Coal is an organic sedimentary rock due to the fact it is created from the remains of plant and animal material. Organic rocks form as the result of accumulating debris from plants and animals. Over time organic material will break down leaving mostly carbon behind. Pressure and heat will transform the remaining carbon into coal under the right conditions. The process occurs most frequently in areas with shallow water where organic debris collects. As sediments cover the debris it traps them protecting them from decomposition and they are then able to change form due to pressure. Like all sedimentary rocks the process involves material layering on each other over long periods of time.
Millions of years ago the Earth was warmer and wetter. As it dried the organic deposits left behind eventually became coal. This is one of the reasons that much of the coal is found on land. It was the result of ancient forests, swamps, and bogs eventually becoming covered then transforming into the critical fossil fuels that are used today. As plants and animals died their remains sunk to the bottom and became covered by layers of debris. This process is also seen in oceans where bones and shells accumulate on the ocean floor. Millions of years from now areas that are currently heavily forested and swampy will likely be the coal beds.
Coal gets its unique charcoal color as a direct result of the high level of carbon left behind in the rock. All of the coal used today is the result of organic material that lived on Earth millions of years ago. As organic material is exposed to heat and pressure it undergoes changes in composition and properties. First it breaks down into a peat and there are many examples of peat bogs around the world. Peat is simply carbonized organic matter that has not hardened into a rock form. The carbon content is about 60 percent in this form. After enough time further concentrations of carbon occur and rock begins to form. The highest grade coal is made up of close to 90 percent carbon.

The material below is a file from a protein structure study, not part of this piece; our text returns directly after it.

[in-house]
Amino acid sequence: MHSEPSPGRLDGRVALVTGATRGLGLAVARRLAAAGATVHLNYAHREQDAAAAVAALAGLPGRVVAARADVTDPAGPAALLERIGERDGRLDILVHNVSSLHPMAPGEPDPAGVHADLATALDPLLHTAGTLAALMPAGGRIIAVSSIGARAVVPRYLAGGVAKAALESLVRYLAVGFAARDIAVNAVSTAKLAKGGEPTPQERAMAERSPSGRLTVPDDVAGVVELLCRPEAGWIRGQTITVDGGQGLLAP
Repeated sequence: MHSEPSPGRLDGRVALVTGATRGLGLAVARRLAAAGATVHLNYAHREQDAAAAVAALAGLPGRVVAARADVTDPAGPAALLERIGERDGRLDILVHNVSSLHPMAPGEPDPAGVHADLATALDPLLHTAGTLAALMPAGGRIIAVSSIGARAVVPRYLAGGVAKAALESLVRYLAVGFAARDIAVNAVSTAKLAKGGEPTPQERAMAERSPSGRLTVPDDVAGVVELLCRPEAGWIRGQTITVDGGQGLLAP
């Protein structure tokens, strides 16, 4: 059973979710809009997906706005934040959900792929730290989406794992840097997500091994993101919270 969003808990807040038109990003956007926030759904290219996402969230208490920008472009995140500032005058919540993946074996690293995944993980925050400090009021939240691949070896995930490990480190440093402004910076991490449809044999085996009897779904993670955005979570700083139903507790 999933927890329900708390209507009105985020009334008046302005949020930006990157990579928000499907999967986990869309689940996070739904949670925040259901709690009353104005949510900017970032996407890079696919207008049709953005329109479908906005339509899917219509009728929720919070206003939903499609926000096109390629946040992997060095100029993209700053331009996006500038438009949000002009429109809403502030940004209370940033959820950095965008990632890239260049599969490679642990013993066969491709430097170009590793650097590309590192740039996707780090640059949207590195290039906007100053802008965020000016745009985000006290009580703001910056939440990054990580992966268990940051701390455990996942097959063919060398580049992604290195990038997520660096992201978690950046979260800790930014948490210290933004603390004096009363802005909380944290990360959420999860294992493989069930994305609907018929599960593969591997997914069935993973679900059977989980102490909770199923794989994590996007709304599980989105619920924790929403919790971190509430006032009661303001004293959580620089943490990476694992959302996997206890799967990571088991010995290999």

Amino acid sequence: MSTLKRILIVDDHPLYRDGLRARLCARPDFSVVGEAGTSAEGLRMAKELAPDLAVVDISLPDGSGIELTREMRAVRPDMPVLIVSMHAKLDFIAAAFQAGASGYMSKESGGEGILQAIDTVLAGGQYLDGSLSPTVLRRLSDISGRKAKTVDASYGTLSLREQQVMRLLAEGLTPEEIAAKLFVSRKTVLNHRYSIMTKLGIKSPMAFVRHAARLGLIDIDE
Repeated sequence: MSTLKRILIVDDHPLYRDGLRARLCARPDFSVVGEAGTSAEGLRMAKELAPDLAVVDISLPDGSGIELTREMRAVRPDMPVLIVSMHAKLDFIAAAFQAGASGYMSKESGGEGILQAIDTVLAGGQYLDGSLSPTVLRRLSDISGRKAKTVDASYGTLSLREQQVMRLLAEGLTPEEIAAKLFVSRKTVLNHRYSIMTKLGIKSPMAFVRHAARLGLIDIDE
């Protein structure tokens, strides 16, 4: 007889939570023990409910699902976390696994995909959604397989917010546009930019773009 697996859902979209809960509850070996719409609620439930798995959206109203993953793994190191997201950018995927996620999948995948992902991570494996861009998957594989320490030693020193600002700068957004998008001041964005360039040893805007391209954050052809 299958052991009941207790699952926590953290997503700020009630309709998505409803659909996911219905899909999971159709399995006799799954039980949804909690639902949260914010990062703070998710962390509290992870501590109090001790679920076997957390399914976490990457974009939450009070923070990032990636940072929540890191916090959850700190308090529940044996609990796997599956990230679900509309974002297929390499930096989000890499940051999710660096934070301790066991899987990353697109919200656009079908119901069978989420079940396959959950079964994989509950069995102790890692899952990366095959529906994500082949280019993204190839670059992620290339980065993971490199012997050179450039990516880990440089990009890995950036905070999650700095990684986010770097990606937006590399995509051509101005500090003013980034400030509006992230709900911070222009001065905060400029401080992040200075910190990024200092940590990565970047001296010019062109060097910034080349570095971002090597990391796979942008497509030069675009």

The reason that fossil fuels such as coal are non-renewable is the life-cycle that it takes to create them is millions of years. As a result they are being used far faster than they could ever be replaced naturally. Organic sedimentary rocks have become the basis of the modern economy and it all started with organic material changing with pressure and heat.